With all of the products and services in the United States to be pushed onto consumers by advertising agencies, it's difficult to imagine that Hogle Zoo in Salt Lake City has been receiving more than its share of national and international attention.
Since 1986, an advertising campaign for the zoo that was the brainchild of several employees at Fotheringham & Associates has appeared in several advertising business publications - alongside some of the most noteworthy advertising campaigns in recent years put together by some of the largest advertising agencies in the country.It's no wonder that Robert Fotheringham, owner of the advertising company, is pleased with the results. It isn't often that a small advertising agency like his receives as much attention as the national agencies in New York and Los Angeles.
And how many times have advertising campaigns for zoos received any attention?
It all started in the spring of 1986 when some Fotheringham employees approached zoo director LaMar Farnsworth with a deal he couldn't refuse. With Farnsworth paying a modest amount (in relation to other ad campaigns) for printing and other miscellaneous costs, Fotheringham & Associates agreed to donate all of its creative time for an advertising campaign.
Fotheringham said his employees wanted to have "complete creative freedom" and Farnsworth agreed. Fotheringham believed the zoo was competing for people's entertainment dollar and proceeded on that basis.
The result was the large billboards that appeared along the Wasatch Front. Some of the billboards were purchased for the campaign and others were donated by Reagan Outdoor Advertising.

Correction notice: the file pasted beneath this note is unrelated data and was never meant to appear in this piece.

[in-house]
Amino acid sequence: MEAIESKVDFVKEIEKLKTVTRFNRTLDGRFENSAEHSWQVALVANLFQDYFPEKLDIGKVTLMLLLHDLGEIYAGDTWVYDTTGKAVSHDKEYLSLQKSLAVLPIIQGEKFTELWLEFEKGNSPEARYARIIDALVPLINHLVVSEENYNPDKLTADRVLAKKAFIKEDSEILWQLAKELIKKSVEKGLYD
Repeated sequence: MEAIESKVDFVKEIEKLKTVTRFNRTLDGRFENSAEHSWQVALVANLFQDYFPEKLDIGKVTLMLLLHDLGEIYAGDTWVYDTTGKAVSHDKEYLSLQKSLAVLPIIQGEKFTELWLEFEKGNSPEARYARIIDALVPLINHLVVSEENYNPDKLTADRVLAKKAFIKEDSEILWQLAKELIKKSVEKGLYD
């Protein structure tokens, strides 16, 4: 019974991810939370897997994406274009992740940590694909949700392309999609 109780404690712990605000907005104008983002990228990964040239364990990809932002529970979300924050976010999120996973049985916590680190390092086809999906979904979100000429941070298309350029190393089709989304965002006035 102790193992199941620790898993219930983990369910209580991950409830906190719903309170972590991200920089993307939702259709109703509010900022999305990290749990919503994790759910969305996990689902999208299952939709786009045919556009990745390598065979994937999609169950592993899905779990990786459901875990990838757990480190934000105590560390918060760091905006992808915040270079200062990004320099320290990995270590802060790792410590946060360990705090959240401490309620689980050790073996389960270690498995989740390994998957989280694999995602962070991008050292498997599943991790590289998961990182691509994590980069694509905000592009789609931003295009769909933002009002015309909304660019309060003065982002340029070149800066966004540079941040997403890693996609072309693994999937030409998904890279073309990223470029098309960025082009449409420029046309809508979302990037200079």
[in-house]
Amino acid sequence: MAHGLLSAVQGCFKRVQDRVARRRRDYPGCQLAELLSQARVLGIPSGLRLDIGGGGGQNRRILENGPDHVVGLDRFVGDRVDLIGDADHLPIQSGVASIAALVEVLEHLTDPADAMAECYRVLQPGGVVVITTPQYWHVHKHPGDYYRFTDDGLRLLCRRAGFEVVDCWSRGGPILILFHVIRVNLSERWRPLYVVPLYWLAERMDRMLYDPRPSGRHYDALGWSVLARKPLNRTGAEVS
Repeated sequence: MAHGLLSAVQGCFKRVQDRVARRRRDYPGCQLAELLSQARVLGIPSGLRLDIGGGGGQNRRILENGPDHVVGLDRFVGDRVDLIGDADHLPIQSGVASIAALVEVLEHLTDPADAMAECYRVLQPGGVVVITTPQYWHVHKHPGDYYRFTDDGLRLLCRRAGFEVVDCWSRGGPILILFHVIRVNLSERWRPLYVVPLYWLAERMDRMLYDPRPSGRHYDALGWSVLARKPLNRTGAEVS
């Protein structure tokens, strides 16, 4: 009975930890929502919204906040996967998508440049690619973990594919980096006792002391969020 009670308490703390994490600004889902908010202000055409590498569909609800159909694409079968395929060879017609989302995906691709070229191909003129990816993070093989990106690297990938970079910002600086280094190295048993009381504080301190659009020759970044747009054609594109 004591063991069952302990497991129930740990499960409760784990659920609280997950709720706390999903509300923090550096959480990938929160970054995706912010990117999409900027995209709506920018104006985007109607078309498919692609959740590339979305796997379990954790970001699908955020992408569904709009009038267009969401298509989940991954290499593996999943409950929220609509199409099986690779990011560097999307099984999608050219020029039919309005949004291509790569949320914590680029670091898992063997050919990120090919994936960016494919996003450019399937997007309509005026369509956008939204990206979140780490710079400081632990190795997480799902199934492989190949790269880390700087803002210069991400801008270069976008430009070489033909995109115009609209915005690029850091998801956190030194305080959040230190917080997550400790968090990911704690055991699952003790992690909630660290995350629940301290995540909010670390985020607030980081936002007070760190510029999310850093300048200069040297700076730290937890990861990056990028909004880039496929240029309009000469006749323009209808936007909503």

Three different billboards appeared, each one showing a series of three animals and a one-word caption overhead. On one board the captions were "waddle, wiggle and jiggle" and the animals featured were a penguin, snake and hippo.
Other billboards featured a flamingo, a camel and a skunk with the captions of "pink, drink and stink" and another had pictures of an owl, a bug and opossums with the captions "peepers, creepers and sleepers."
Fotheringham said the zoo's attendance increased and in January 1987 the advertising campaign was featured in Archive Magazine, an international magazine printed in West Germany. About 80 international advertising campaigns received attention, 11 from the United States, and the Hogle Zoo ads received a full page.
The television and radio spots were picked up by Adweek and put on a reel that is sold to advertising agencies all over the world, Fotheringham said.
In the summer of 1987, three new billboard designs followed the theme of the ones from the previous summer.
They showed pictures of a rhino, a myna bird and a mole and the captions read "meany, myna and mole." The two others showed pictures of a leopard, a coyote and peafowl with captions of "growl, howl and fowl" and the other had pictures of a fox, anteater and giraffe with captions of "ears, nose and throat."
In the autumn of 1987, Advertising Age, an important publication in advertising circles, picked the best campaigns during that quarter and the Hogle Zoo effort was among the winners. "We were in with some pretty elite company," Fotheringham said.
Late in 1987, the Institute of Outdoor Advertising gave out its OBIE Awards and the Hogle Zoo campaign was a runner-up in the recreation and entertainment category. "We were competing against the largest advertising companies with some pretty hefty budgets," he said.
Last May, the American Association of Advertising Agencies produced a slick-paper book containing the best advertising campaigns, 20 national and 20 regional campaigns. Most of the local advertising campaigns came from the large market areas, but again Hogle Zoo's campaign was featured.
A third generation of the Hogle Zoo ads, featuring an animal picture and two-word captions, ran last summer and Fotheringham won't know for a while if they receive any national or international attention.
These ads featured a picture of a tiger with the caption "Kiddy Cat," a picture of an orangutan with the caption "Swing set" and a picture of a mallard duck with the caption "Animal Quacker."
Work on the advertisements was by ad agency president Bruce Jensen, Rod Miller, Randy Stroman and Preston Wood. Wood worked on the first campaign only and is no longer with the firm.